Brianna Hill is a recent law school graduate. She knew it would be hard to contest a false report of cheating by proctoring software, the technology increasingly being used to monitor individuals taking tests remotely during the Covid-19 era. So she continued to complete her bar exam despite going into labor during the test this October. She sat still during contractions knowing she might be disqualified if the artificial intelligence couldn’t watch her every move.
Test-takers can’t leave the view of the camera for any reason. Even looking away from the screen too many times or for too long can get them kicked out of the test or cause them to fail.
When a test administrator utilizes proctoring software, the technology records test-takers through their computer’s camera, microphone and web browser, among others. The software often requires a room scan to ensure the student is alone and validates their identity using biometric measures like facial recognition or keystroke analysis, which tracks how someone types in order to identify them. Test-takers can’t leave the view of the camera for any reason. Even looking away from the screen too many times or for too long can get them kicked out of the test or cause them to fail.
While automated proctoring might seem like a panacea in this age of remote schooling and examinations, it’s a terrible solution for the millions of students in high schools and colleges around the country. The AI technology used by proctoring software has a history of discrimination, and there’s little students can do when penalized for things they can’t control — like having children interrupt them or exhibiting unconscious behaviors such as reading questions out loud. Meanwhile, trying not to run afoul of proctoring software increases students’ anxiety and invades their privacy.
Many students have said being watched like this, even by an algorithm, is an unfair way to assess learning, especially when it’s so hard to contest when the software accuses them of cheating. The College Board, the company behind the SAT, abandoned plans to use proctoring software for the exam this Saturday because of the technology barriers it creates for students, though the company hopes to offer it in the future. But other places are moving forward with employing proctoring software, which means it’s urgent that we address these problems before it spreads more widely.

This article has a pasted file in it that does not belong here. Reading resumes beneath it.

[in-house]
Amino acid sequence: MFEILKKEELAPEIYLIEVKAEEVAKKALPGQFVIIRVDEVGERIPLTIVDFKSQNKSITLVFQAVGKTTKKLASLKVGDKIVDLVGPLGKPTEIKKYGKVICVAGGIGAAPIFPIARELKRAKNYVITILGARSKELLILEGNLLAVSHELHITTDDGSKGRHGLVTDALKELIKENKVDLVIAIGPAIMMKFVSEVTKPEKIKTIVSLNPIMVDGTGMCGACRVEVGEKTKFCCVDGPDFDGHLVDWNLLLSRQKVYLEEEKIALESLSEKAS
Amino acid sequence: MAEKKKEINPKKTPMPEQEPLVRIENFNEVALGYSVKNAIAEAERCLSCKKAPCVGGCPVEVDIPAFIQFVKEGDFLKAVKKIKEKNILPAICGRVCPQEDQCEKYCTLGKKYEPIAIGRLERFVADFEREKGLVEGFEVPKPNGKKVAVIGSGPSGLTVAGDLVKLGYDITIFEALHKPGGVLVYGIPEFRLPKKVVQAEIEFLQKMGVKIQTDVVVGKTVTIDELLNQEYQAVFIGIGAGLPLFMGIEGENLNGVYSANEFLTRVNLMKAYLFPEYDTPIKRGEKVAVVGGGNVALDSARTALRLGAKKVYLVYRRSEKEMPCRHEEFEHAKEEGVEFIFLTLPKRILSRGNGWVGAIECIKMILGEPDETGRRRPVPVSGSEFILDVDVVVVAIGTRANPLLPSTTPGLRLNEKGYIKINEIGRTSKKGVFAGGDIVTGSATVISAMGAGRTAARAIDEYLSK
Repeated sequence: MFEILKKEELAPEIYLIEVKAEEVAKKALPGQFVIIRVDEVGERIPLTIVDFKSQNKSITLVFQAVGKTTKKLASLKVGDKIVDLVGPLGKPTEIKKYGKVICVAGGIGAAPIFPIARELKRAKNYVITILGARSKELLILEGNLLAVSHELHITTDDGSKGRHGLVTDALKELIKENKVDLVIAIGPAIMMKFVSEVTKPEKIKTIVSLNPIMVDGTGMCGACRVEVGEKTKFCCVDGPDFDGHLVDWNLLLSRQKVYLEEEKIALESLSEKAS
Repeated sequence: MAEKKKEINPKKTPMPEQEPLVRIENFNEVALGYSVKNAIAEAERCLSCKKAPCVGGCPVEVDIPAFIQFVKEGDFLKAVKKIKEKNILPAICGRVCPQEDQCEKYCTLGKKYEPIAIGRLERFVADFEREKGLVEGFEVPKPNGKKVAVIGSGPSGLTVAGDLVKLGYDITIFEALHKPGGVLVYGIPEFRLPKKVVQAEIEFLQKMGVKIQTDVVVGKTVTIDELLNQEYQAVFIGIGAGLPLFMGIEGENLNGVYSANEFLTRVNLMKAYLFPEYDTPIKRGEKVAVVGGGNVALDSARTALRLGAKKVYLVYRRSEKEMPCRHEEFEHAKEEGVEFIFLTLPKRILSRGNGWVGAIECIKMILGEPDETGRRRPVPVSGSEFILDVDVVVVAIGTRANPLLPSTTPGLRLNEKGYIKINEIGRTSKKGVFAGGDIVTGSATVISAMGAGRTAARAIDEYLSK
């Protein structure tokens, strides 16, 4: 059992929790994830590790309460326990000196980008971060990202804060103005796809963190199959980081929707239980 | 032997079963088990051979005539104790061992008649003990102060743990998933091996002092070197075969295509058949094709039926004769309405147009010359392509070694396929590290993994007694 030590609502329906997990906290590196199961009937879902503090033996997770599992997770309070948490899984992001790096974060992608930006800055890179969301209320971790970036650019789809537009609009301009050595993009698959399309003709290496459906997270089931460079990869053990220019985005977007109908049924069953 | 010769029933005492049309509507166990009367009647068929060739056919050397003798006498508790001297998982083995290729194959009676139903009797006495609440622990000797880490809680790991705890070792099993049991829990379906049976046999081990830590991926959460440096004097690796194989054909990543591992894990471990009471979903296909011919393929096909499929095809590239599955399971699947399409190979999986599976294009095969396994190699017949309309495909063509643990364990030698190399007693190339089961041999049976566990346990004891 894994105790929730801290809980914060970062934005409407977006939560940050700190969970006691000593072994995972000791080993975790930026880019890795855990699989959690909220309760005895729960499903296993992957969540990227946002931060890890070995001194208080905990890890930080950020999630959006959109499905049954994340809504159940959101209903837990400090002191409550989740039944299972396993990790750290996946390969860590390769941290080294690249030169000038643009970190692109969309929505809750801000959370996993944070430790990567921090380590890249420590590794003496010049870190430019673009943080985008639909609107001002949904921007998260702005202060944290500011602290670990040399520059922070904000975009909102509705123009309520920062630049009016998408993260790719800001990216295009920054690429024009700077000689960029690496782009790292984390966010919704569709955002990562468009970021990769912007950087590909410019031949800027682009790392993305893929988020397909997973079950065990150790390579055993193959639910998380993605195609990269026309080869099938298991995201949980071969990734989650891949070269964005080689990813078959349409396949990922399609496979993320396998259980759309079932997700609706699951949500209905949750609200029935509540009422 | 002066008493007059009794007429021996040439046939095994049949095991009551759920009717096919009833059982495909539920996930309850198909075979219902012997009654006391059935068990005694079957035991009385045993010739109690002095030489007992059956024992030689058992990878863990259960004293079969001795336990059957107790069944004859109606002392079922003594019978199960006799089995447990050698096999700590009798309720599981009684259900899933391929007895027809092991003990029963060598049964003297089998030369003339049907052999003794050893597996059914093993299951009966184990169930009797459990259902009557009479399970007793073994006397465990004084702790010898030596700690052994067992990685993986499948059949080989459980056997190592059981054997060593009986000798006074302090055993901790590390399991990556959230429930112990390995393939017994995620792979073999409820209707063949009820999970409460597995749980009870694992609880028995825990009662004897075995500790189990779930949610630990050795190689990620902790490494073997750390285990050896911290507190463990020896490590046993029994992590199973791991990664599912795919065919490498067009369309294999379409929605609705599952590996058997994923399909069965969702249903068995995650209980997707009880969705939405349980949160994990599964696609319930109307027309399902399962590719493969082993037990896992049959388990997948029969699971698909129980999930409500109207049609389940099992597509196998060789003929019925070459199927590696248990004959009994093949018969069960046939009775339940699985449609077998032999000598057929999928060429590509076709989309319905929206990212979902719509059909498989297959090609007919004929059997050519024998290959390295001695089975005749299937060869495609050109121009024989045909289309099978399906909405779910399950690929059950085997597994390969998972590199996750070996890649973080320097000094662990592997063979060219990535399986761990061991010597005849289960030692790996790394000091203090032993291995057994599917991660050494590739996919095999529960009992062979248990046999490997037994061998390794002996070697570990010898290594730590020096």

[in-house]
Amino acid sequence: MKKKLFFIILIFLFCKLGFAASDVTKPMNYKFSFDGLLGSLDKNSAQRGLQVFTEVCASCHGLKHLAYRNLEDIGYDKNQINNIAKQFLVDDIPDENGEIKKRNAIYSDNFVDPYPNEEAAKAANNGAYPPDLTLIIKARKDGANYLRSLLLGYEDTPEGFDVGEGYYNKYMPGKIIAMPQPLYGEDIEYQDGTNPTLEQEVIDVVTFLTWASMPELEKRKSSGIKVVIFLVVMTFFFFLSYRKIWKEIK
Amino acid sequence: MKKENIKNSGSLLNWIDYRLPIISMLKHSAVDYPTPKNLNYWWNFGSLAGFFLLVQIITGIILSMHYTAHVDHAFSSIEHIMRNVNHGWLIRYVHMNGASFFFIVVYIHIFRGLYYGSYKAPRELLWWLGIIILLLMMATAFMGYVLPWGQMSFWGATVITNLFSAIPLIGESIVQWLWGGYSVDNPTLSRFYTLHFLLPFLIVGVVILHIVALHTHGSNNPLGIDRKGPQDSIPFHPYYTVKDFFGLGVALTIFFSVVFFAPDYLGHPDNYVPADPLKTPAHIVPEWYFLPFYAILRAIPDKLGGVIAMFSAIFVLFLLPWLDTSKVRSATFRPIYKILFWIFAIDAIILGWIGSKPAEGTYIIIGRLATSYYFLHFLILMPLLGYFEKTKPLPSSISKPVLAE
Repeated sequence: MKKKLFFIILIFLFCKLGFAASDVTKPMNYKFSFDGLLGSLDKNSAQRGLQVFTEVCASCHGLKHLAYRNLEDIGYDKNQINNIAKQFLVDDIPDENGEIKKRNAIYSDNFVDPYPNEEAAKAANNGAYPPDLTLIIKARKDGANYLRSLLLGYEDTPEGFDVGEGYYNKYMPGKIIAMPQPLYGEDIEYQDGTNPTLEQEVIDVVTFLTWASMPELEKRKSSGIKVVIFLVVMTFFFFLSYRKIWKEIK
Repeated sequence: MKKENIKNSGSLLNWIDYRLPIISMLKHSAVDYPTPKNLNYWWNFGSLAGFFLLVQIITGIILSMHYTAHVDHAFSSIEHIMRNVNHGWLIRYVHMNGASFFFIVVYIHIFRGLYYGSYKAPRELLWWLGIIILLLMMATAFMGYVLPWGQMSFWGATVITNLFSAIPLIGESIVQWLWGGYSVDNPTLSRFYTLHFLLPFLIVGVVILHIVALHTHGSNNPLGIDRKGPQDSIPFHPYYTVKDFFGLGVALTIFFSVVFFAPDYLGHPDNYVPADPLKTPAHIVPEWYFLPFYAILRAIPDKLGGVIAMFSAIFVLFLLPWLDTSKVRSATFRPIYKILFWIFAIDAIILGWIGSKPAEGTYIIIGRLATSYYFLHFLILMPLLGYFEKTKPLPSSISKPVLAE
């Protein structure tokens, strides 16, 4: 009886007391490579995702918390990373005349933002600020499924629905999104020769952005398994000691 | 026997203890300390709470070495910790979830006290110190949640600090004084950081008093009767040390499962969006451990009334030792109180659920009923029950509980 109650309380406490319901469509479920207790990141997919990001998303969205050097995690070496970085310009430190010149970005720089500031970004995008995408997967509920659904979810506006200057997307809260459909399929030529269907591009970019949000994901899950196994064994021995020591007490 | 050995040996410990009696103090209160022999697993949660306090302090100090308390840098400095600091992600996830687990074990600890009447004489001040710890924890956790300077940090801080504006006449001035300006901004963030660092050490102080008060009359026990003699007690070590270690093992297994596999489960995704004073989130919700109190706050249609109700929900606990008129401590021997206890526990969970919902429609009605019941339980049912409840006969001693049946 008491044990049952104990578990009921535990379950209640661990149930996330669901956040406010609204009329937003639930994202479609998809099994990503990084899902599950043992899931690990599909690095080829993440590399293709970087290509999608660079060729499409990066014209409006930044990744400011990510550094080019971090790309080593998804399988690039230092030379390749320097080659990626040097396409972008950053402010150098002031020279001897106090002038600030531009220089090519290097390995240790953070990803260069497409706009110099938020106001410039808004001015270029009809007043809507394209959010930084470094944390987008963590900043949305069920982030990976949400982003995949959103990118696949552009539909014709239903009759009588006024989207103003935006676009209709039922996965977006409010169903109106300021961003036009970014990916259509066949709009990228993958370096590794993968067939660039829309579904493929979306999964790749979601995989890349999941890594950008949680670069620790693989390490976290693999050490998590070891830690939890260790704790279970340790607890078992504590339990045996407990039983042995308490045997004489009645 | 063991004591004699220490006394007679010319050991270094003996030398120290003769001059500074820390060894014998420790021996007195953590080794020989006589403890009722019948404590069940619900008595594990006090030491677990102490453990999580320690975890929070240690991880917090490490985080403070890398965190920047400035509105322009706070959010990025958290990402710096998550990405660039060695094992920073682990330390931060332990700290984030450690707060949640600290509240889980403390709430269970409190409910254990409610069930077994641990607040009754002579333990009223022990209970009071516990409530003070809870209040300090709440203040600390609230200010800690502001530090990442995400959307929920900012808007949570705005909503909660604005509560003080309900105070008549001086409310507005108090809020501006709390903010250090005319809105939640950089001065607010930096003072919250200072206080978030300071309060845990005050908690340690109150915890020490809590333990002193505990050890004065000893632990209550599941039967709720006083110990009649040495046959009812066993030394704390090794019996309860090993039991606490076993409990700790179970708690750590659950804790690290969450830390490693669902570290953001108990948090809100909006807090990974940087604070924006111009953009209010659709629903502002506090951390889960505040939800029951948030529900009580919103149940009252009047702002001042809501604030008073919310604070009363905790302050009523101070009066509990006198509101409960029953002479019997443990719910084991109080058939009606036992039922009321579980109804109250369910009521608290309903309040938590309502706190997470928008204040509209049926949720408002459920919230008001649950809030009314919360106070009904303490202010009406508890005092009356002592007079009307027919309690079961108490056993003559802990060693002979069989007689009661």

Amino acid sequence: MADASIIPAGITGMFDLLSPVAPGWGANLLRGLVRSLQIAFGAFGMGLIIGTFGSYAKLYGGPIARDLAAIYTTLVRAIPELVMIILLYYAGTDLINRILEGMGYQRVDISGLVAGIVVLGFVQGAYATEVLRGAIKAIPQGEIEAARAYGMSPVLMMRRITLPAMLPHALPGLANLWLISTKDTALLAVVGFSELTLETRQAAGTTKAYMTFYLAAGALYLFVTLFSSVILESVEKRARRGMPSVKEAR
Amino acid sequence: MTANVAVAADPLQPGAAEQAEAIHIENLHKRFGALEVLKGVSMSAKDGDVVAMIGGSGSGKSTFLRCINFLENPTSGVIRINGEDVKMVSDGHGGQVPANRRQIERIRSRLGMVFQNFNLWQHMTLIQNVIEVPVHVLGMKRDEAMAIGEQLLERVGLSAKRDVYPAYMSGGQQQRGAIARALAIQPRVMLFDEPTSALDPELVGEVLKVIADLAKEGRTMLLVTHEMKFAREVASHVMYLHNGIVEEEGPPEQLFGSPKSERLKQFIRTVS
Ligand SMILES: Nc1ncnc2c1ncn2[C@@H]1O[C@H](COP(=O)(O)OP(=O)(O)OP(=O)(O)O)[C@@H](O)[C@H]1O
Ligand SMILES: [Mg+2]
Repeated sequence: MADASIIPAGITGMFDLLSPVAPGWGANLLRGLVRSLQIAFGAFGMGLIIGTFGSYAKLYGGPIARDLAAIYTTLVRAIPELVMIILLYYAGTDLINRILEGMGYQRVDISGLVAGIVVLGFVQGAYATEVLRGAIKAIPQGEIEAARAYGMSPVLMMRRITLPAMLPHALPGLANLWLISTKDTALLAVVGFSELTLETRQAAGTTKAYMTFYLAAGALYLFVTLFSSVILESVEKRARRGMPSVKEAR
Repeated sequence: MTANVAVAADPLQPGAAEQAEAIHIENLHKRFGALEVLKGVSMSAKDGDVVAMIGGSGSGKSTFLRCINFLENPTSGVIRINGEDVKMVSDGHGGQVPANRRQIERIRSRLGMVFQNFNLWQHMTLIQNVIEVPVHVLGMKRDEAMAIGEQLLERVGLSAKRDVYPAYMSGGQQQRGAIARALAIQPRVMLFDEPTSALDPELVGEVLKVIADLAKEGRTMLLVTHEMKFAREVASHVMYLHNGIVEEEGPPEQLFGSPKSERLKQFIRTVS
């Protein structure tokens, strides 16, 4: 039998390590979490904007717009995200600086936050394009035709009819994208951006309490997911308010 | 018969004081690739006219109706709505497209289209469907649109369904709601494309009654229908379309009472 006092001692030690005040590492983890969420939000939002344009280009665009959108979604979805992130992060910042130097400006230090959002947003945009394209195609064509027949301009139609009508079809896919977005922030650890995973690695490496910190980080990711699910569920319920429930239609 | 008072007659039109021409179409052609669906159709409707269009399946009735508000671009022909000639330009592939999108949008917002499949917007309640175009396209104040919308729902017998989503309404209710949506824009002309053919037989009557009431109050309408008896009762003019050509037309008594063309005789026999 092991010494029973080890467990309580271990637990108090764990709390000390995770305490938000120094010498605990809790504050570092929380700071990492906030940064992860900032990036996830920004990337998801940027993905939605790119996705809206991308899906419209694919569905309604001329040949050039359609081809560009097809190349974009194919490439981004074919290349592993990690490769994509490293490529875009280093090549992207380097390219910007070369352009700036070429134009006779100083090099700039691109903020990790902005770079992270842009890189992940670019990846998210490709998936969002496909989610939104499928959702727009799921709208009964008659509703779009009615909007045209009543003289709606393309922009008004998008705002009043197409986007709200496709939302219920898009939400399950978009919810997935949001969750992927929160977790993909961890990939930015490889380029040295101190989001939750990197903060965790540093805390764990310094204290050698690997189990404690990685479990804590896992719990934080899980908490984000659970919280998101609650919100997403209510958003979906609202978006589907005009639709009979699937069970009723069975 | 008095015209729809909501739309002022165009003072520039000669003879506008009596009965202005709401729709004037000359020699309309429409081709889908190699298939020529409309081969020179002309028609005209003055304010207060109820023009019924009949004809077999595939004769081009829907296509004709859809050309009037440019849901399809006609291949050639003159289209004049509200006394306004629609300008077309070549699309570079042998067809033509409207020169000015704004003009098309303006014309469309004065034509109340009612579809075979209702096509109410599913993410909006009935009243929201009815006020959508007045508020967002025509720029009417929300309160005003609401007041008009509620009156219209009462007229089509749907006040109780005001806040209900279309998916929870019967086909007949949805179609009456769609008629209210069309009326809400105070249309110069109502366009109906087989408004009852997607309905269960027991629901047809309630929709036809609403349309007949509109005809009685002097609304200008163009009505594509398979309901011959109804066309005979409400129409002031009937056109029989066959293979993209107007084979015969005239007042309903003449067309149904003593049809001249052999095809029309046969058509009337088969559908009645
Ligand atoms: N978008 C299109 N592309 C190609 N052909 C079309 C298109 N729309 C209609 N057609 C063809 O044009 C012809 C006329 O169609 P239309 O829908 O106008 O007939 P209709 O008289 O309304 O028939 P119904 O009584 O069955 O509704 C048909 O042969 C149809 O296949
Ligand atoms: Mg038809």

Dana Jo is a student who described her experience on the video-sharing app TikTok of being falsely accused of cheating by proctoring software. She was eventually able to have her grade corrected, but it cost her time and emotional energy that not all students have. She also went through multiple layers of bureaucracy, something others — particular those who are marginalized — may not know how to do.
Students have reported having to urinate in bottles, buckets or diapers during a test so as not to be disqualified. Many common behaviors, such as fidgeting or looking upward when thinking, can raise a student’s suspicion rating. Shaima Dallali, a Muslim woman who wears a hijab, said she was forced out of her test for not exposing her hair to make sure she wasn’t hiding anything in it.